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The answers to this M.O. question give a history of the Kaehler identities. The identities can be extended to the vector bundle-valued setting, and play a central role in the proof of the Kodaira vanishing theorem. Where do these identities first appear? Moreover, is it more common to refer to these identities as the Nakano identities or the Akizuki-Nakano identities?

A consequence of these identities is the Bochner-Kodaira-Nakano identity, or as Demailly refers to it, the Bochner-Calabi-Kodaira-Nakano identity. Where does this first appear, and how are the contributions of Bochner, Calabi, Kodaira, and Nakano related?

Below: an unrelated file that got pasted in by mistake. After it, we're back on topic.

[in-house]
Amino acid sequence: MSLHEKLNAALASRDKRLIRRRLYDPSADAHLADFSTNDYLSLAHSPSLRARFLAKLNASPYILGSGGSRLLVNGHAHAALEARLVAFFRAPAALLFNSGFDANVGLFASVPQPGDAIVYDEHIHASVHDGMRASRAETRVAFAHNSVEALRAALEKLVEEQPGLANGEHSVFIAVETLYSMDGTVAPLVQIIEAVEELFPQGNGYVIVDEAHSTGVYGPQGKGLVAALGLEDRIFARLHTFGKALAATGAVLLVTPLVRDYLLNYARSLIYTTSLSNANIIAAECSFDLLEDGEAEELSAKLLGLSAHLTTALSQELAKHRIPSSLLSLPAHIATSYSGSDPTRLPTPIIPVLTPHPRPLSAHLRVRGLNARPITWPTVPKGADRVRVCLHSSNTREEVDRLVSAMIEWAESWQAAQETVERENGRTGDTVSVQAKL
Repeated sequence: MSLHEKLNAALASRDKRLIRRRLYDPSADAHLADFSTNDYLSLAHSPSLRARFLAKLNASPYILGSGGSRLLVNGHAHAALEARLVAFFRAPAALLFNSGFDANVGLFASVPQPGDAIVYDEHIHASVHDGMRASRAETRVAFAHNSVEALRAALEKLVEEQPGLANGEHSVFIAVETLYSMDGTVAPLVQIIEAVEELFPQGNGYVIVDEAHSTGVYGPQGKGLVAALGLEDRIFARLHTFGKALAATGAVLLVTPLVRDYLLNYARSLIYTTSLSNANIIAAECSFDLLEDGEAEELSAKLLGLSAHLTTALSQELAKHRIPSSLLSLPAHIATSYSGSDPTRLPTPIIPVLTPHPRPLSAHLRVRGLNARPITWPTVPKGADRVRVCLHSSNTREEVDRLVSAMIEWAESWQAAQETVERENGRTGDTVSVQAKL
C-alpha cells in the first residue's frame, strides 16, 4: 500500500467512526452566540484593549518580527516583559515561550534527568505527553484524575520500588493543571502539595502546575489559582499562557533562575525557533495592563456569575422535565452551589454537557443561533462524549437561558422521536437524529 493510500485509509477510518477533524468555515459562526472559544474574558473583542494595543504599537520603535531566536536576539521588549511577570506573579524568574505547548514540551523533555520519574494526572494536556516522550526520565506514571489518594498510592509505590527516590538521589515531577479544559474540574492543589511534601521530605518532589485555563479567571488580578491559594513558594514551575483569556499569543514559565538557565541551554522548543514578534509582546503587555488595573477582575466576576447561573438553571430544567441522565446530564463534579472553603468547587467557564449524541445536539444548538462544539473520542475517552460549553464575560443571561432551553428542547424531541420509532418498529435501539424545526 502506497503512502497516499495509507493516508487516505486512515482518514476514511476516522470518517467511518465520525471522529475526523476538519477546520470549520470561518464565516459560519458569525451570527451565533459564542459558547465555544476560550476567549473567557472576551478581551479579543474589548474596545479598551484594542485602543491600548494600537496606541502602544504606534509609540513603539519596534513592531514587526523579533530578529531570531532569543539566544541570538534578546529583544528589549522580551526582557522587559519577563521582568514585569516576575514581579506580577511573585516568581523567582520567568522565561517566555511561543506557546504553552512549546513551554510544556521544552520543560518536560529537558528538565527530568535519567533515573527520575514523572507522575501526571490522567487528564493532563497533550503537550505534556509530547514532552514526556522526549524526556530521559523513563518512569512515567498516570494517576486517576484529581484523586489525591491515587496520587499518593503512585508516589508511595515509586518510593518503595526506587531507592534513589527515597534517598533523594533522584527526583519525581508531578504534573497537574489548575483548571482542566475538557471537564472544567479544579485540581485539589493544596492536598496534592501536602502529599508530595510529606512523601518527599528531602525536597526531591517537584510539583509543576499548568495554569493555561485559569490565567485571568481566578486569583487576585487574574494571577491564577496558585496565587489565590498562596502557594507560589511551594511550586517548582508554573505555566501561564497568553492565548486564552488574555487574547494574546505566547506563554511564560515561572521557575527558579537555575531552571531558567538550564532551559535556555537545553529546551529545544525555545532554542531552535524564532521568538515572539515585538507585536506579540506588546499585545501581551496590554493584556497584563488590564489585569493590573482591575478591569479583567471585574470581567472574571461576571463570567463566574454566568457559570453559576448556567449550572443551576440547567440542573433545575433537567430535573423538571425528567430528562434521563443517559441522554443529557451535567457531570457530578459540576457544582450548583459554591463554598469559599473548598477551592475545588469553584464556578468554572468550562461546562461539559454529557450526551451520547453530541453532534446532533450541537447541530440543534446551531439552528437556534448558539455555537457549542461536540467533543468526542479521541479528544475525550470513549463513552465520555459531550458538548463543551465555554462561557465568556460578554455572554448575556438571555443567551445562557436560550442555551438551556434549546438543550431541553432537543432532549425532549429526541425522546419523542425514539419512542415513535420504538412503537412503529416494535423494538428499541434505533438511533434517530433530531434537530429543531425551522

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The Bochner-Kodaira-Nakano identity expresses the antiholomorphic Laplace operator in terms of its conjugate operator plus extra terms involving the curvature of the manifold and the torsion of the metric. If the manifold is Kähler the torsion vanishes and one recovers the Akizuki-Nakano identity.

Calabi was Bochner's Ph.D. student and related results appear in his 1953 thesis, which is probably why Demailly refers to the Bochner-Calabi-Kodaira-Nakano identity.

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